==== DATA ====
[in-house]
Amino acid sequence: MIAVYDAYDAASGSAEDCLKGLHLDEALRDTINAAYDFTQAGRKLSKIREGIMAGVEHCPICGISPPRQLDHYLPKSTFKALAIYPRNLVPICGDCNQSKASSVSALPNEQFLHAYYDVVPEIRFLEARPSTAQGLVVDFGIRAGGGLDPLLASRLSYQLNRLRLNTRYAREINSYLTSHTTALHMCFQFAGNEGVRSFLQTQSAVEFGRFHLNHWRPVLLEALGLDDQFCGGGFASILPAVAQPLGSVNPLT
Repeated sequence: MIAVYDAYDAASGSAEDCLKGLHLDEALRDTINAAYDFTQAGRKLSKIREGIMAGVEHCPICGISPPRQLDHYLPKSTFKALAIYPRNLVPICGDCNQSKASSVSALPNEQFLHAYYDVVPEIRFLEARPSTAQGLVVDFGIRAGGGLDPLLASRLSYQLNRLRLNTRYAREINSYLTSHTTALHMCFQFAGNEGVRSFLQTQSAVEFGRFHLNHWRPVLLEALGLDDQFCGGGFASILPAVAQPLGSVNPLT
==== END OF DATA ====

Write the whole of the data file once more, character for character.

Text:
[in-house]
Amino acid sequence: MIAVYDAYDAASGSAEDCLKGLHLDEALRDTINAAYDFTQAGRKLSKIREGIMAGVEHCPICGISPPRQLDHYLPKSTFKALAIYPRNLVPICGDCNQSKASSVSALPNEQFLHAYYDVVPEIRFLEARPSTAQGLVVDFGIRAGGGLDPLLASRLSYQLNRLRLNTRYAREINSYLTSHTTALHMCFQFAGNEGVRSFLQTQSAVEFGRFHLNHWRPVLLEALGLDDQFCGGGFASILPAVAQPLGSVNPLT
Repeated sequence: MIAVYDAYDAASGSAEDCLKGLHLDEALRDTINAAYDFTQAGRKLSKIREGIMAGVEHCPICGISPPRQLDHYLPKSTFKALAIYPRNLVPICGDCNQSKASSVSALPNEQFLHAYYDVVPEIRFLEARPSTAQGLVVDFGIRAGGGLDPLLASRLSYQLNRLRLNTRYAREINSYLTSHTTALHMCFQFAGNEGVRSFLQTQSAVEFGRFHLNHWRPVLLEALGLDDQFCGGGFASILPAVAQPLGSVNPLT